Peter: Originally Bleecker Street Records was on Bleecker Street. When Bleecker Street became a business, they actually bought a place where a record store had already been called the Golden Disk. It had been in business since the ’60s and then Bleecker Street took over the space and a lot of its inventory. Back then it was a lot of CDs and some vinyl. It was more collectible items or less expensive records. When the record thing got started all over again, we started carrying more and more new vinyls. Just like when CDs first came out you had one band, then two and then the whole store. The same thing happened with LPs.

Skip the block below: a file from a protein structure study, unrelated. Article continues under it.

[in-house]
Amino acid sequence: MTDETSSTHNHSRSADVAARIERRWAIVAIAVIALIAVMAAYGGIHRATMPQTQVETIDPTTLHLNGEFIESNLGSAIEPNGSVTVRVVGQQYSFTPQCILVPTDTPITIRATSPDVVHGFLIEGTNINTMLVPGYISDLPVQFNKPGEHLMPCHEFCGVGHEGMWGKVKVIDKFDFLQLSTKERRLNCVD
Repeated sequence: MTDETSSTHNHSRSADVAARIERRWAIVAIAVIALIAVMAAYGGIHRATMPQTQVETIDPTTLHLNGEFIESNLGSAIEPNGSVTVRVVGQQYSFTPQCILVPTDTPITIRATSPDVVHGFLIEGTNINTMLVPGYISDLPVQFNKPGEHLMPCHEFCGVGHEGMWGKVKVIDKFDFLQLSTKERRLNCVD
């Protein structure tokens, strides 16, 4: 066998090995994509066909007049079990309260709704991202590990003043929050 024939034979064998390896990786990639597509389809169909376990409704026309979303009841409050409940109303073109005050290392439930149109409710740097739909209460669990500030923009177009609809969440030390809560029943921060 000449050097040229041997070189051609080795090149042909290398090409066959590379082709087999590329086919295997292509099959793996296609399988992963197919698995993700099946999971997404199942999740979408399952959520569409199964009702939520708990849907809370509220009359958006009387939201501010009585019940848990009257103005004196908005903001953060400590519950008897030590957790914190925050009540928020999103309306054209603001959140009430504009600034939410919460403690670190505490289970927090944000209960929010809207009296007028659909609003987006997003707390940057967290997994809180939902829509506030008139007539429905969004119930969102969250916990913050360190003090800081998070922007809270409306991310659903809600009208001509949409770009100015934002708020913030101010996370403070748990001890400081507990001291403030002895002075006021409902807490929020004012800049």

Can you share a bit about your role here?
Peter: I was actually working in music wholesale. I would sell to places like Bleecker Street Records, but that market crashed and never recovered. The store took pity on me 11 years ago and said, “Why don’t you come here?” I enjoy that a lot of people still love records or are having their first love affair with records.
With that said, most people turn to online streaming and iTunes to fulfill their music needs these days—what makes records special and why do they still matter in a digital era?